Banks are facing severe talent shortages, says RBC chief executive

Lack of skilled staff is exacerbated by early retirement, Dave McKay said

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Financial companies face a major challenge after the coronavirus pandemic shook the labor market, according to the head of Canada’s largest bank: They can not raise enough talent.

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With technology companies “reinventing our society” through artificial intelligence, the Internet of Things and the blockchain, the demand for staff with math and coding skills is so great that banks are struggling to hire the people they need, says the Royal Bank of Canada’s CEO Director Dave McKay said in an exclusive interview.

“We’ve never faced more competition for talent, and it’s especially acute in engineering, artificial intelligence, data, math and coding,” said McKay, 58. The shortage of skilled staff is exacerbated by early retirement, he said.

The talent shortage is severe in both the United States and Canada, the two countries from which RBC derives about 85 percent of its revenue. The United States “could attract the best and smartest, and you have historically, but you do not risk doing so” in part because of restrictive immigration policies, McKay said.

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In Canada, meanwhile, the borders are open to newcomers, but high housing costs threaten to scare away the skilled workers needed to fill those vacancies, he said. That’s one of the reasons why RBC decided to open a technology center last year in Calgary, the center of Canada’s oil industry, where real estate is far cheaper than in Toronto, New York or Silicon Valley.

Canada does not have enough engineering education places at its universities, and it often cannot retain the international students it accepts at these schools because they return to their home countries or move elsewhere, McKay said.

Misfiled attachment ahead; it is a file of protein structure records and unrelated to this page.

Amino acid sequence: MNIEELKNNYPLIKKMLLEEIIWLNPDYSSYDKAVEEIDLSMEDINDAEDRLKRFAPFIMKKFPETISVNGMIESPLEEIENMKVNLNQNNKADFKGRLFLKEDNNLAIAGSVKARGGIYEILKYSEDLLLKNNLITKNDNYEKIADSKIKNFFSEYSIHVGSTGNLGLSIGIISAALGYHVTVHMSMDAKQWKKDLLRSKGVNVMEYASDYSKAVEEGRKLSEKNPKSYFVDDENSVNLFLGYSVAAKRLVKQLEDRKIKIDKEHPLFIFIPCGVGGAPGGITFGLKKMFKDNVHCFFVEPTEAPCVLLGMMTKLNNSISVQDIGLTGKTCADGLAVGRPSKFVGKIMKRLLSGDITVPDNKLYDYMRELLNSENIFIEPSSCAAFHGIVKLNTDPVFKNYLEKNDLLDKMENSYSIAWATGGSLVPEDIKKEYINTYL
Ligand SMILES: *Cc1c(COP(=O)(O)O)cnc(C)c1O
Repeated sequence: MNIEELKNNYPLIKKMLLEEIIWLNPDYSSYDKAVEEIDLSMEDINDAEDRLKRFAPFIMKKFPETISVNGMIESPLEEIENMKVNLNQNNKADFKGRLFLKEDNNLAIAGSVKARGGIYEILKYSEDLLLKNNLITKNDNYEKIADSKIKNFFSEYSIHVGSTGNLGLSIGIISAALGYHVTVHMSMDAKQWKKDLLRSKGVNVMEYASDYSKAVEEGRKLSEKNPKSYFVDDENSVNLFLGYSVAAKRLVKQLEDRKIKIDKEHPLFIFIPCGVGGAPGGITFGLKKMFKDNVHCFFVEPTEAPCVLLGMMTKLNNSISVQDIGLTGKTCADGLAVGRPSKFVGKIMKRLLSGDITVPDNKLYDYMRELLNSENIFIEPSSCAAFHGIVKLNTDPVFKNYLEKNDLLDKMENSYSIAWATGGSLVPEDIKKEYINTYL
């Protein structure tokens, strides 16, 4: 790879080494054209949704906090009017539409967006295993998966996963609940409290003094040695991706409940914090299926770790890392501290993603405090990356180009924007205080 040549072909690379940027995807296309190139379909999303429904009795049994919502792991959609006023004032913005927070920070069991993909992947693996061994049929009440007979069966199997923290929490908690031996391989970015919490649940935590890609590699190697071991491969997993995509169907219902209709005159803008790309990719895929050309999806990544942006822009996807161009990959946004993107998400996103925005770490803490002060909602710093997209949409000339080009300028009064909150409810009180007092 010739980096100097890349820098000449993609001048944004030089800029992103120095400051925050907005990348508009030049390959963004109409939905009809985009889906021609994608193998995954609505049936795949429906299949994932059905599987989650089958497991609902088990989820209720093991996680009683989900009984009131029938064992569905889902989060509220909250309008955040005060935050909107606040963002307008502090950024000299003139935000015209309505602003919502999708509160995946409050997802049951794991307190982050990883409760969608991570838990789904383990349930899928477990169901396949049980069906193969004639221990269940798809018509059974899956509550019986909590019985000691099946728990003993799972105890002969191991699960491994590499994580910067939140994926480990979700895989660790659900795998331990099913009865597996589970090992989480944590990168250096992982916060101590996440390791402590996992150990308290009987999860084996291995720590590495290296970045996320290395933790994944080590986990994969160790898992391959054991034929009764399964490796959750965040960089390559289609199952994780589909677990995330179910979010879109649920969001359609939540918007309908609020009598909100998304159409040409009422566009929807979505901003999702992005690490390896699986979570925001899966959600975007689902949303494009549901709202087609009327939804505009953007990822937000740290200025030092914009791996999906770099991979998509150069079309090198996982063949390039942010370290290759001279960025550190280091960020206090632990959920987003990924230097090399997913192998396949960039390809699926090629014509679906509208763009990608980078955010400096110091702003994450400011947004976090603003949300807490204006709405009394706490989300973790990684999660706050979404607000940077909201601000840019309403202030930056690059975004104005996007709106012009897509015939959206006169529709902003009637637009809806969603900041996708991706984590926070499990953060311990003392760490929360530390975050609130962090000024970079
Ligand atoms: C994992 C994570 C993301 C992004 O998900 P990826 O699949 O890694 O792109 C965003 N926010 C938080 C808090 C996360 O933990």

We pay for the education as taxpayers and we lose the talent

Dave McKay

“We have the ability to reinvent everything from medicine to education, to banking, to trade, transportation and climate. We reinvent the world, and we do not have the talent to do so,” McKay said. “We pay for education as taxpayers, and we’re losing talent. “

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These services, while accessory to Royal Bank’s core banking business, help draw new customers into the system and provide great opportunities for cross-selling, he said. They are also crucial to Royal Bank’s strategy to defend its turf against e.g. Alphabet Inc., Apple Inc., Inc. and Shopify Inc., which backs their way into financial services, he said.

In addition to investing in RBC Ventures, the bank is also seeking to acquire asset management firms in the United States and Europe. But he has no interest in buying a US retail banking company – as rival Bank of Montreal is trying to do with its proposed $ 16.3 billion deal with Bank of the West – because it would take at least $ 30 billion ($ 24 billion) from capital to acquire the scale needed to be competitive, he said.

The increase in COVID-19 cases caused by the Omicron variant is the biggest risk in the short term, he said. Limiting the health risk will be the key to getting the economic recovery on track, he said.

“Omicron is a real challenge for the next eight weeks or so,” McKay said. “I hope it’s eight weeks, but we expect to get through this, and we expect growth to recover.”

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